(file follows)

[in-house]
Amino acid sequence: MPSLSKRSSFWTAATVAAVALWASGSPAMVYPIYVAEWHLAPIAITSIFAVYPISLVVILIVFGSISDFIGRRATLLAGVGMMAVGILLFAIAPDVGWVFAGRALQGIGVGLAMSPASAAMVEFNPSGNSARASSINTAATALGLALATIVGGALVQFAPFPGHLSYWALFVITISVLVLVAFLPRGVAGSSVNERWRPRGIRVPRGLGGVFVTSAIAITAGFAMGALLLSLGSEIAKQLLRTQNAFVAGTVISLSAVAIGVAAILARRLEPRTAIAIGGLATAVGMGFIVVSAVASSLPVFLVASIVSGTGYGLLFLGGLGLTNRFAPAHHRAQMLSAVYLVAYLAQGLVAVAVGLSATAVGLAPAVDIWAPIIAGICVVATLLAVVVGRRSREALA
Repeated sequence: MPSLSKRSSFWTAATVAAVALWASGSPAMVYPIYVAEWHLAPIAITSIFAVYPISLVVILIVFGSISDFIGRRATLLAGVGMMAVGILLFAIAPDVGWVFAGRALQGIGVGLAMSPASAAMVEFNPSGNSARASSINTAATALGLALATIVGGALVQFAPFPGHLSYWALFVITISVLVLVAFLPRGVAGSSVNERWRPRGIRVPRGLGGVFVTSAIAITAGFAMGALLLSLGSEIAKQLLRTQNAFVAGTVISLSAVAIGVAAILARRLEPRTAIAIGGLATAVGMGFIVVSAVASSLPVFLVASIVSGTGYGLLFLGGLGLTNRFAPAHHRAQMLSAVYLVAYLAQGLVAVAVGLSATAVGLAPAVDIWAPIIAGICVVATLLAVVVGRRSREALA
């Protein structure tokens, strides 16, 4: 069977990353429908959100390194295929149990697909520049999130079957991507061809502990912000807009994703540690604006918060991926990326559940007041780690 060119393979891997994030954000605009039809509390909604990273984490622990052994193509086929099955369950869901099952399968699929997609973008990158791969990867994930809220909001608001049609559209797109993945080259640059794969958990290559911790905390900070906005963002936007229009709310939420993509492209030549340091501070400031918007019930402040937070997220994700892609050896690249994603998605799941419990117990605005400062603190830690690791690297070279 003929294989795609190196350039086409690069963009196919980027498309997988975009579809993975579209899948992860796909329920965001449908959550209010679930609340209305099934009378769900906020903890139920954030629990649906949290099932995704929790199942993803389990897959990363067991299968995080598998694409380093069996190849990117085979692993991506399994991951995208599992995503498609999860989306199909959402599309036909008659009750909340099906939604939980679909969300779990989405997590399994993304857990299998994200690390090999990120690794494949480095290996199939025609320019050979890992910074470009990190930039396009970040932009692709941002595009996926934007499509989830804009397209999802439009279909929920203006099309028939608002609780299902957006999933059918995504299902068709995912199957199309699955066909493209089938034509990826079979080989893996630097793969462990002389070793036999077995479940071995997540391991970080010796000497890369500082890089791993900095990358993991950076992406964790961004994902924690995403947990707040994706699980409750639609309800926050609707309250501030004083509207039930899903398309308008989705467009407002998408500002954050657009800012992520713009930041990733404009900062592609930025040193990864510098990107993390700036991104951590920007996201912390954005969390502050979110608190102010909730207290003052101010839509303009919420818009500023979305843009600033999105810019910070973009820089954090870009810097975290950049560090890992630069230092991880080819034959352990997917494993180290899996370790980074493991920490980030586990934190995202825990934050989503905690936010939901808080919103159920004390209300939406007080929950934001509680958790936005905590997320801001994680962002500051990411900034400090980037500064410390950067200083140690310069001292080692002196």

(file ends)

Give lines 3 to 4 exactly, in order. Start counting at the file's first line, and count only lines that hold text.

Repeated sequence: MPSLSKRSSFWTAATVAAVALWASGSPAMVYPIYVAEWHLAPIAITSIFAVYPISLVVILIVFGSISDFIGRRATLLAGVGMMAVGILLFAIAPDVGWVFAGRALQGIGVGLAMSPASAAMVEFNPSGNSARASSINTAATALGLALATIVGGALVQFAPFPGHLSYWALFVITISVLVLVAFLPRGVAGSSVNERWRPRGIRVPRGLGGVFVTSAIAITAGFAMGALLLSLGSEIAKQLLRTQNAFVAGTVISLSAVAIGVAAILARRLEPRTAIAIGGLATAVGMGFIVVSAVASSLPVFLVASIVSGTGYGLLFLGGLGLTNRFAPAHHRAQMLSAVYLVAYLAQGLVAVAVGLSATAVGLAPAVDIWAPIIAGICVVATLLAVVVGRRSREALA
């Protein structure tokens, strides 16, 4: 069977990353429908959100390194295929149990697909520049999130079957991507061809502990912000807009994703540690604006918060991926990326559940007041780690 060119393979891997994030954000605009039809509390909604990273984490622990052994193509086929099955369950869901099952399968699929997609973008990158791969990867994930809220909001608001049609559209797109993945080259640059794969958990290559911790905390900070906005963002936007229009709310939420993509492209030549340091501070400031918007019930402040937070997220994700892609050896690249994603998605799941419990117990605005400062603190830690690791690297070279 003929294989795609190196350039086409690069963009196919980027498309997988975009579809993975579209899948992860796909329920965001449908959550209010679930609340209305099934009378769900906020903890139920954030629990649906949290099932995704929790199942993803389990897959990363067991299968995080598998694409380093069996190849990117085979692993991506399994991951995208599992995503498609999860989306199909959402599309036909008659009750909340099906939604939980679909969300779990989405997590399994993304857990299998994200690390090999990120690794494949480095290996199939025609320019050979890992910074470009990190930039396009970040932009692709941002595009996926934007499509989830804009397209999802439009279909929920203006099309028939608002609780299902957006999933059918995504299902068709995912199957199309699955066909493209089938034509990826079979080989893996630097793969462990002389070793036999077995479940071995997540391991970080010796000497890369500082890089791993900095990358993991950076992406964790961004994902924690995403947990707040994706699980409750639609309800926050609707309250501030004083509207039930899903398309308008989705467009407002998408500002954050657009800012992520713009930041990733404009900062592609930025040193990864510098990107993390700036991104951590920007996201912390954005969390502050979110608190102010909730207290003052101010839509303009919420818009500023979305843009600033999105810019910070973009820089954090870009810097975290950049560090890992630069230092991880080819034959352990997917494993180290899996370790980074493991920490980030586990934190995202825990934050989503905690936010939901808080919103159920004390209300939406007080929950934001509680958790936005905590997320801001994680962002500051990411900034400090980037500064410390950067200083140690310069001292080692002196």